Anyway, the result was that Silver was a little sore after his tangle with the fencing and so he just went to Archer with us for a light hack to stretch his legs and walk in the water. Thankfully that's all he had going on was a little soreness!
He did some walking and trotting around the course, and through the water. He also popped over the little ditch we worked on at the end and did such a nice job! I'm incredibly proud of Gillian and how she handled his nerves at the beginning. She did exactly the right thing and put him next to Highboy (how odd to have Highboy be the steady one!) and when Silver needed to move she trotted him in big circles to help him find his rhythm and settle his mind. Thoroughbreds kind of hypnotize themselves with the rhythm of their gaits, and it's a great technique to get them quieter.
We live close enough to Cheyenne that we arrived at the course at 6:15am. This was so we could go directly to the water and do our schooling, then play on some of the rest of the course, and be headed home before anyone else arrived or wanted to school the water. Traditional cross country schooling can be kind of intense, with lots of galloping and shouting and commotion especially in the warmup. I prefer to avoid all that and school cross country trail riding style, slowly and in a leisurely way to give the horses confidence and introduce things in a way that doesn't surprise them or wind them up.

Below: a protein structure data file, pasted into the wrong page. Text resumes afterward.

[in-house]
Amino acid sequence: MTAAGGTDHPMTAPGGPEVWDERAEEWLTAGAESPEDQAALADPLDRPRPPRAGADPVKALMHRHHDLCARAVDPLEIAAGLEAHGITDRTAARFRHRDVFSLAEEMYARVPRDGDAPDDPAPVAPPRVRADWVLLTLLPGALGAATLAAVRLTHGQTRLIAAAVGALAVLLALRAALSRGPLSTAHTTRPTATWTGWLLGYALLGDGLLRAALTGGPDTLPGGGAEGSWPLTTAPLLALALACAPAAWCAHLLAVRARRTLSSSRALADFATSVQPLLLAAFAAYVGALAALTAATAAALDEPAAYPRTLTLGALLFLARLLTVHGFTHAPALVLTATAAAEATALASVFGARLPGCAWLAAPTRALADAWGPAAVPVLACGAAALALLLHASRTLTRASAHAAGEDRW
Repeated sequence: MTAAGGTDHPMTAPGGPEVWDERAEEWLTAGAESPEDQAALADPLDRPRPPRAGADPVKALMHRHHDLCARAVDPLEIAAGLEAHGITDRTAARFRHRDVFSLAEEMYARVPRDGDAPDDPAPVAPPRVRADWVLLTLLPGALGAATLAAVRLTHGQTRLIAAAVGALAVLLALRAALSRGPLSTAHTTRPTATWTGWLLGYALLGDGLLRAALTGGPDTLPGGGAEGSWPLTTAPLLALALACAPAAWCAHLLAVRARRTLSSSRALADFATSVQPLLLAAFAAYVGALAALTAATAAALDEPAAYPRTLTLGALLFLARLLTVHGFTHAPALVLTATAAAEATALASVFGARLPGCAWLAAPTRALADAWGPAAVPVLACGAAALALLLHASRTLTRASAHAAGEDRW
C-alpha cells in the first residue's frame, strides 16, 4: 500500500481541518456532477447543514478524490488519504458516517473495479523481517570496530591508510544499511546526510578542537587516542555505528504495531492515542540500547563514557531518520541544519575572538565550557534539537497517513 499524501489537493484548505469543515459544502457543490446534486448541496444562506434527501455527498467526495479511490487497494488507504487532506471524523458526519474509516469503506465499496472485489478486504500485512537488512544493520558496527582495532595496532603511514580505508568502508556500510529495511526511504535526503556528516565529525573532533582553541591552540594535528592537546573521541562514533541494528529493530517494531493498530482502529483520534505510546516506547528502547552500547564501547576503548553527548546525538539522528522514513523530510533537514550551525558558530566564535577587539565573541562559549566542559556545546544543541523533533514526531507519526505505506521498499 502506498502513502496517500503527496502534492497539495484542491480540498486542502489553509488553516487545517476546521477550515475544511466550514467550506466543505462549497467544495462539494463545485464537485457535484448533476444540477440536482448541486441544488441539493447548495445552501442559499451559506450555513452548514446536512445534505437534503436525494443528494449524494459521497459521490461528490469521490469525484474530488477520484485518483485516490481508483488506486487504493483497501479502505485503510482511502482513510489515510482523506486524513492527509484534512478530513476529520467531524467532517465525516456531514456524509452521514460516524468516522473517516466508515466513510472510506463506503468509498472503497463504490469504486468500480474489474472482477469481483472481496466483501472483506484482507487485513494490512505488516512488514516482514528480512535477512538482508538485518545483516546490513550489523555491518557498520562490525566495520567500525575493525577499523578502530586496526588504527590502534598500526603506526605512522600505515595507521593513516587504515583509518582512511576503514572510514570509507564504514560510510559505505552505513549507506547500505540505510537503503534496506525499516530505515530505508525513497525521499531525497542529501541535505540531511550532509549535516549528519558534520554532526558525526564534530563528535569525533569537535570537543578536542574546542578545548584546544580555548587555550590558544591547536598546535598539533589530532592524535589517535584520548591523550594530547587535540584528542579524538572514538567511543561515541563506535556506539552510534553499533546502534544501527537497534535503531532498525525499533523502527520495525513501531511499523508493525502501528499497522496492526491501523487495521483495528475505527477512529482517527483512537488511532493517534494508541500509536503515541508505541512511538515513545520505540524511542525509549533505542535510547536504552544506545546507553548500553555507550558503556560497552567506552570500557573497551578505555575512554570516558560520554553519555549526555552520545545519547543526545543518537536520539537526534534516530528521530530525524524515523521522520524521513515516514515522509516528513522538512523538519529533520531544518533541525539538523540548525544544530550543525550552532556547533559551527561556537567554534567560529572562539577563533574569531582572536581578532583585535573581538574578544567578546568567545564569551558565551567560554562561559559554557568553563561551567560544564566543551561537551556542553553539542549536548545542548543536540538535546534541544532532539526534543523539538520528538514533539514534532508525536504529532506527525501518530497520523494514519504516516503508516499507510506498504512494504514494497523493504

The plan worked great - by the time we left there were probably a dozen other trailers there but we never had to ride with anyone else's nervous horses. I love it when the cross country school is good and boring.
This was Daisy's second time schooling cross country, and her first time off the property for it. She marched around like she owned the place. Jasi did an incredible job introducing Daisy to water, trotting and cantering in and out, jumping out, and lastly jumping down into water. They also did a nice job schooling the ditches on the other side of the course once we were done in the water.
Daisy hadn't seen this type of jump before and she REALLY didn't want to hit it by accident.
Working around the ditch was also new for Daisy, and she very clearly illustrated that she is capable of much higher heights than the tiny logs required.
Highboy had a great time today, too. He enjoyed coaching Daisy while I coached Jasi.
There were some comical moments as I introduced him to jumping down into water.
After jumping up the bank a few times out of the water we turned around and headed the other way. Highboy very gently stepped off with both front hooves as if to test the temperature, decided he wasn't sure how deep it would be, and then essentially sat down and pulled his front hooves back up onto the ledge!